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prīncipium ī, n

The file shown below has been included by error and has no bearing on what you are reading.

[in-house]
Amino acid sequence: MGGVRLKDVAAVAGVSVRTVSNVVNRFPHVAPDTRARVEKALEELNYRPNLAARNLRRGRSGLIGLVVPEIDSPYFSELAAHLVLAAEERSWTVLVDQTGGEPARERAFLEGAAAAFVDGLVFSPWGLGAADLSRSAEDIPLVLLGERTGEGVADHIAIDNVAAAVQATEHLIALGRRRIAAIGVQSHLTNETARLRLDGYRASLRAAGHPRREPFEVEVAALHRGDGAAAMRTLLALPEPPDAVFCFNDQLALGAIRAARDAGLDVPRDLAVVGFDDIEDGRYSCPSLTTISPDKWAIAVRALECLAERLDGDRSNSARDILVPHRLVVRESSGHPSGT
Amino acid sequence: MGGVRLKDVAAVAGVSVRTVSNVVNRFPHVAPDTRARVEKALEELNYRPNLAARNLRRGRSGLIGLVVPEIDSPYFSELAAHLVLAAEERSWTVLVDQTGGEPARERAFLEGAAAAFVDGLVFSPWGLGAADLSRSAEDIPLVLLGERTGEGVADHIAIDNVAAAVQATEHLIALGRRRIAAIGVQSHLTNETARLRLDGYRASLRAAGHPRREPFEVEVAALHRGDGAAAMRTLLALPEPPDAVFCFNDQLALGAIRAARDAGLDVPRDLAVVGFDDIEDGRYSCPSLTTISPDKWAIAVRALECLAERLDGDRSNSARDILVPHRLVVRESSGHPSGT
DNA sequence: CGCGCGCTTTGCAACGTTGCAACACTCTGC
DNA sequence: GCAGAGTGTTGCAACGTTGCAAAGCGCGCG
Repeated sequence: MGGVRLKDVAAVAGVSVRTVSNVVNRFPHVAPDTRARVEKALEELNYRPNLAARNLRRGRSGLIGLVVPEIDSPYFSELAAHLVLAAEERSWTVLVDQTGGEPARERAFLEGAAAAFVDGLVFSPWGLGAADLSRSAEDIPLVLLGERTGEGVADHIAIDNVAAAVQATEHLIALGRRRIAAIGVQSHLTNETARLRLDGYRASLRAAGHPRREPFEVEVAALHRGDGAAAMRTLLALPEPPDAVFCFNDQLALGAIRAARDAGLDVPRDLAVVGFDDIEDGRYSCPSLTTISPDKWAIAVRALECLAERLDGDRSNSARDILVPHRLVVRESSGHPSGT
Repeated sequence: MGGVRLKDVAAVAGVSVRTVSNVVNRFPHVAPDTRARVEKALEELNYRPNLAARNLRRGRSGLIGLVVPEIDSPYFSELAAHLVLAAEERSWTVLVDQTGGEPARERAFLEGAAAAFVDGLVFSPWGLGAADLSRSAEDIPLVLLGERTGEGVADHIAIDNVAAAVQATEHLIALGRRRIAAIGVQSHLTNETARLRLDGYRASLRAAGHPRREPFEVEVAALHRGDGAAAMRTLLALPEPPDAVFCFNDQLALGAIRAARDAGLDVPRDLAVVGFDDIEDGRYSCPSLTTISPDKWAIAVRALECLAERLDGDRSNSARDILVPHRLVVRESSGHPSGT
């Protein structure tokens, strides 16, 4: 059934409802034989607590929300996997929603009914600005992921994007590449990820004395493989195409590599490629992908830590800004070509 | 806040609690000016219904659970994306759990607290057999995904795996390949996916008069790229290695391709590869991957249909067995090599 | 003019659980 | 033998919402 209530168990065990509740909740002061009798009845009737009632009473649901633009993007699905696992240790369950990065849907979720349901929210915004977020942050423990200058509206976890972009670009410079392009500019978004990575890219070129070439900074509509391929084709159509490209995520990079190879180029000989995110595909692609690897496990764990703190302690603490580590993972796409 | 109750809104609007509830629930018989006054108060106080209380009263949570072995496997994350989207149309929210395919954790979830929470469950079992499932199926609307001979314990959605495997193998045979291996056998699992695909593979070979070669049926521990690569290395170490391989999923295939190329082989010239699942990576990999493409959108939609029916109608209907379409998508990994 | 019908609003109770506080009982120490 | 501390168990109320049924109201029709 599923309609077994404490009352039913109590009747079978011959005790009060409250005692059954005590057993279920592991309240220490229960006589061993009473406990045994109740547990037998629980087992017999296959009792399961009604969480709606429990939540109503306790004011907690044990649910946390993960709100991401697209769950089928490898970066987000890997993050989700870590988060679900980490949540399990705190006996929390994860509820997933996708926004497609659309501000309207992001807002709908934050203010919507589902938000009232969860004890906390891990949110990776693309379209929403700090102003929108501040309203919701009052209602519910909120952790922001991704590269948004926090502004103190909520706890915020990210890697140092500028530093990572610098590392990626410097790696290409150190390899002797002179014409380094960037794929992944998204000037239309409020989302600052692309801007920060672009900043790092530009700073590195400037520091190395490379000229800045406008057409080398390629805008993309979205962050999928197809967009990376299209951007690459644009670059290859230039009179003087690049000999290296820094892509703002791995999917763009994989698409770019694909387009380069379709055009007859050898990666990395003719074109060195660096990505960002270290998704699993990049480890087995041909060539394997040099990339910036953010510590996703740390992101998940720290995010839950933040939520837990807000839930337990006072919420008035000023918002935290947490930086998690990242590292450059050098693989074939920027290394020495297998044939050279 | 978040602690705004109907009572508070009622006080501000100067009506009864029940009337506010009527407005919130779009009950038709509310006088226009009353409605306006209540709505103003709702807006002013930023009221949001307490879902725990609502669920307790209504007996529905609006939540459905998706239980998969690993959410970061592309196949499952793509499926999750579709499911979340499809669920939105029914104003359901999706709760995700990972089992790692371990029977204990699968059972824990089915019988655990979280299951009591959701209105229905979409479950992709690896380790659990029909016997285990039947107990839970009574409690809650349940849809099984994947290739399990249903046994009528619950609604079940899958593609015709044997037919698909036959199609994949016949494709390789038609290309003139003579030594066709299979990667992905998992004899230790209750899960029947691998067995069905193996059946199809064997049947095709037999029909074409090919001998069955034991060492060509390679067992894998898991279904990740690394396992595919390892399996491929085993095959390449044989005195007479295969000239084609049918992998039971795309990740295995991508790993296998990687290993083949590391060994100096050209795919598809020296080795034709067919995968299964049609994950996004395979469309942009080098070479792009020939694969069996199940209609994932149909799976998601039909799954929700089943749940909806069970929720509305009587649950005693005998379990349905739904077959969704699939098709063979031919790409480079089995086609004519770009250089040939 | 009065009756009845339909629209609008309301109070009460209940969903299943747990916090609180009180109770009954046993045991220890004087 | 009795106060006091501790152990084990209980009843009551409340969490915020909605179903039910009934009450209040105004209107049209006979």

princeps, a beginning, commencement, origin : origo principi nulla est: motūs: principio orationis hoc pono, in beginning my speech : omnium rerum magnarum ab dis inmortalibus principia ducuntur: Scribendi recte sapere est principium, H.: Ab Iove principium, V.: imperi, L.: a sanguine Teucri Ducere principium, O.Abl adverb., at the beginning, in the beginning, at first, in the first place : Principio vementer velim, etc., T.: principio ausus est dicere: Principio . . . tum, V.—In the phrase, a principio (rarely de principio), from the beginning, from the first : ut a principio dixi: de principio studuit occurrere, etc.—Plur, beginnings, foundations, principles, elements : diligenter explorata principia ponantur: naturalia: principia rerum, e quibus omnia constant, elements .—Prov.: obsta principiis, O.That which begins, a leader, founder : Faucia curia fuit principium, i. e. was the first to vote , L.: Graecia principium moris fuit, O.—In the army, plur, the foremost ranks, front lines of soldiers, front, van : ero post principia, in the rear , T.: Marium post principia habere, S.: post principia tutus receptus fuit, to the rear , L.—In a camp, the headquarters, principal place, general's quarters (an open space, for councils and assemblies): iura reddere in principiis, L.: in principiis statuit tabernaculum, N.

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